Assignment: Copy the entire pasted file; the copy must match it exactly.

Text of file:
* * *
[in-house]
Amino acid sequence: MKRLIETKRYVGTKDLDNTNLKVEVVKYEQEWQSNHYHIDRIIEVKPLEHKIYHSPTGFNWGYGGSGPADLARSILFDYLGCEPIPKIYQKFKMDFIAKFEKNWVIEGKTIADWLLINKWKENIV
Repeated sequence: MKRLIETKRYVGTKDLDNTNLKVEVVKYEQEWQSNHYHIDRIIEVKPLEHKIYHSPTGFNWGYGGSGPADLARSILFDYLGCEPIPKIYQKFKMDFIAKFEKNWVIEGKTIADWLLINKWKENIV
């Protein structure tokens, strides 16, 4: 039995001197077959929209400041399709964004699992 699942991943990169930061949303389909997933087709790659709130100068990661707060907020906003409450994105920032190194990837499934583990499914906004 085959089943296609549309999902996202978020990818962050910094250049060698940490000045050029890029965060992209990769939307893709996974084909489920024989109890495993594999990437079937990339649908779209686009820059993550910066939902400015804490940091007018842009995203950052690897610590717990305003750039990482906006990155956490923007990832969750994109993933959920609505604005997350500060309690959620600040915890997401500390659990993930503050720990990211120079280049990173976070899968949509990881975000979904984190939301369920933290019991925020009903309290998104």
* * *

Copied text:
[in-house]
Amino acid sequence: MKRLIETKRYVGTKDLDNTNLKVEVVKYEQEWQSNHYHIDRIIEVKPLEHKIYHSPTGFNWGYGGSGPADLARSILFDYLGCEPIPKIYQKFKMDFIAKFEKNWVIEGKTIADWLLINKWKENIV
Repeated sequence: MKRLIETKRYVGTKDLDNTNLKVEVVKYEQEWQSNHYHIDRIIEVKPLEHKIYHSPTGFNWGYGGSGPADLARSILFDYLGCEPIPKIYQKFKMDFIAKFEKNWVIEGKTIADWLLINKWKENIV
């Protein structure tokens, strides 16, 4: 039995001197077959929209400041399709964004699992 699942991943990169930061949303389909997933087709790659709130100068990661707060907020906003409450994105920032190194990837499934583990499914906004 085959089943296609549309999902996202978020990818962050910094250049060698940490000045050029890029965060992209990769939307893709996974084909489920024989109890495993594999990437079937990339649908779209686009820059993550910066939902400015804490940091007018842009995203950052690897610590717990305003750039990482906006990155956490923007990832969750994109993933959920609505604005997350500060309690959620600040915890997401500390659990993930503050720990990211120079280049990173976070899968949509990881975000979904984190939301369920933290019991925020009903309290998104």